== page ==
Guys Are Talking Like Valley Girls These Days, Too: “Uptalk" Expanding To Other Demographic Group

By Ajit Jha on December 4, 2013 3:00 PM EST

Valley guys
A new study has found that guys are now talking like valley girls, too. (Photo: Shutterstock)

The way you speak (usually) says a lot about where you come from. Young southern Californian females, for instance, are usually associated with "uptalk," also known as "Valley Girl Speak."  Valley girl speech — explained and immortalized by Moon Zappa, Frank Zappa's daughter, in a 1982 — is marked by a rise in pitch at the ends of sentences, and is usually connected to teenage girls. But now linguists are arguing that uptalk is infectious, and is expanding to other demographic groups, including males.

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Linguists have for long been interested in speech patterns that include rising intonation at the end of a sentence even when not asking questions, AKA "uptalk". Thomas Linneman, a sociologist from William and Mary, for instance found that the context determined the rates of uptalk to a considerable extent. This study, however, for the first time distinguishes an uptalk question from an uptalk statement based on distinct melodic vocal patterns. According to researcher Amanda Ritchart, a linguist at the University of California, San Diego (UCSD) in La Jolla, "uptalk is becoming more prevalent and systematic in its use for the younger generations in southern California." The work will be presented on Dec. 26, 2013, in San Francisco, Calif at the fall meeting of the Acoustical Society of America (ASA).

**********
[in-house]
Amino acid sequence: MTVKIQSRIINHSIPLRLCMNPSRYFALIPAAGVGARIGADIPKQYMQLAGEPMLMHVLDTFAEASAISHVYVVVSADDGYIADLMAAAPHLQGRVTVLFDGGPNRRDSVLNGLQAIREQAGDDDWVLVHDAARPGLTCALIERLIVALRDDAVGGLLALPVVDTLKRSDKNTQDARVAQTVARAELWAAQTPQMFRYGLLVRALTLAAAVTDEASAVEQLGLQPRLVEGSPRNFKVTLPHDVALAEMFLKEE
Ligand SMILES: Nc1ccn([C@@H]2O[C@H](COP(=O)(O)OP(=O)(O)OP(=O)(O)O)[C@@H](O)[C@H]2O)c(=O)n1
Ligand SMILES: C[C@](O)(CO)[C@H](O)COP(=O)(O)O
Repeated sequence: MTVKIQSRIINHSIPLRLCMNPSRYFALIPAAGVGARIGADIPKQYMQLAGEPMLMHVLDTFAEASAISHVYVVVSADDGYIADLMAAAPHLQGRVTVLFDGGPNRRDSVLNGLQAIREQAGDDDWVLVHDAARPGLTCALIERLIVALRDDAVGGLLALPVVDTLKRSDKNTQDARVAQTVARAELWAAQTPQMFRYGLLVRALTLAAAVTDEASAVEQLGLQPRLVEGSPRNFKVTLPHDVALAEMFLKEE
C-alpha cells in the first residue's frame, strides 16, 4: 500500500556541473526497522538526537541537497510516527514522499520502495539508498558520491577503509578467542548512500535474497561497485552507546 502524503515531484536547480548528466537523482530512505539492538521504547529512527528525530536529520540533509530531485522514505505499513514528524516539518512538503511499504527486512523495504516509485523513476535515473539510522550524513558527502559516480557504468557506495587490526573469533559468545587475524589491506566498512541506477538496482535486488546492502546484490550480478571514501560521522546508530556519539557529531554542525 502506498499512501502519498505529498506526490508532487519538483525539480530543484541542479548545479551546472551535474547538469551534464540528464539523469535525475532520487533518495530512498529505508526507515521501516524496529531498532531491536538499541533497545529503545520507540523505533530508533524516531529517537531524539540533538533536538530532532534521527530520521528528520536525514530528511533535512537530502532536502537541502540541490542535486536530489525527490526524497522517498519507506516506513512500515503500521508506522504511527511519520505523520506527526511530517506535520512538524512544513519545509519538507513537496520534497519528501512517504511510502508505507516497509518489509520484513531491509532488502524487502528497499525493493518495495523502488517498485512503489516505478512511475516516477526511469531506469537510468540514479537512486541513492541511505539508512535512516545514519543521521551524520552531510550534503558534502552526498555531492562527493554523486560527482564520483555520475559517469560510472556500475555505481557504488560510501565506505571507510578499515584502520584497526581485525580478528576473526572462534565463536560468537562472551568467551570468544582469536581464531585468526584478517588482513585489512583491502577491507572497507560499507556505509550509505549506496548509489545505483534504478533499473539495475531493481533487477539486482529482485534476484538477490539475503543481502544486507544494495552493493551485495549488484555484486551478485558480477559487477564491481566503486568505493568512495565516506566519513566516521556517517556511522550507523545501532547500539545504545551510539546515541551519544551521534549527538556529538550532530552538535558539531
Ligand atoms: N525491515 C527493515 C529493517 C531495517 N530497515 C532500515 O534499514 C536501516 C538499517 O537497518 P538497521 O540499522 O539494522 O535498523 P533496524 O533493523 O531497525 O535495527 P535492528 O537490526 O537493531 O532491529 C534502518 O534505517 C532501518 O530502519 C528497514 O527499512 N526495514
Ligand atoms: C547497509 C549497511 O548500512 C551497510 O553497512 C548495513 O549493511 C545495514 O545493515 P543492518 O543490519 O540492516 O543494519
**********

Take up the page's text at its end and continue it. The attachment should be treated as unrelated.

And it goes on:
However, the claims made by Ritchart could be open to debate since the research sample included only undergraduate students ages 18-22. "We cannot say anything definitive about older southern Californians," Ritchart admitted. Nevertheless, the use of "Valley girl" speech was found across the sample despite differences in "backgrounds in socioeconomic status, ethnicity, bilingualism and gender." 

Those who are not familiar with uptalk may not necessarily be able to distinguish "uptalked" statements from normal questions. Ritchart's work, however, takes a closer look at the pitch difference between the two to identify the difference. The rise, when used for a simple statement begin significantly later in the utterance compared to the vocal rise used for asking a question. However, this difference, according to Dr. Amalia Arvaniti, co-author of the study, is subtle enough to be easily missed by typical non-uptalkers. So, they can easily confuse questions for statements. However, native south California speakers, according to Arvaniti, tend to be aware of the difference, and  can identify the exact location of the rise start. In addition, they can discern subtle changes and extent of the rise in the pitch.  

More importantly, this study claims to demolish the stereotype assumptions on uptalk speech. "Our study busts the stereotype associated with uptalk that those who speak uptalk actually ask questions instead of make statements, a tendency that is supposed to be linked to insecurity," Arvaniti said. 

A major aim of the research was to understand the dialect development and analyze the implications of the same for global communication. For instance, Arvaniti presents this scenario: "Imagine a teacher from the American Midwest moving to California and hearing students give a presentation using uptalk." In this situation, "the southern California speaker may sound tentative or even ditzy" to the Midwesterner, according to Arvaniti, while the teacher may seem unfriendly to students because of the lack of uptalk from their teacher leading possibly to impaired relationships and communication.  

The researchers claim that their work has implications for achieving clearer global communications, an imperative in many professions today. 

Photo above courtesy of Shutterstock.

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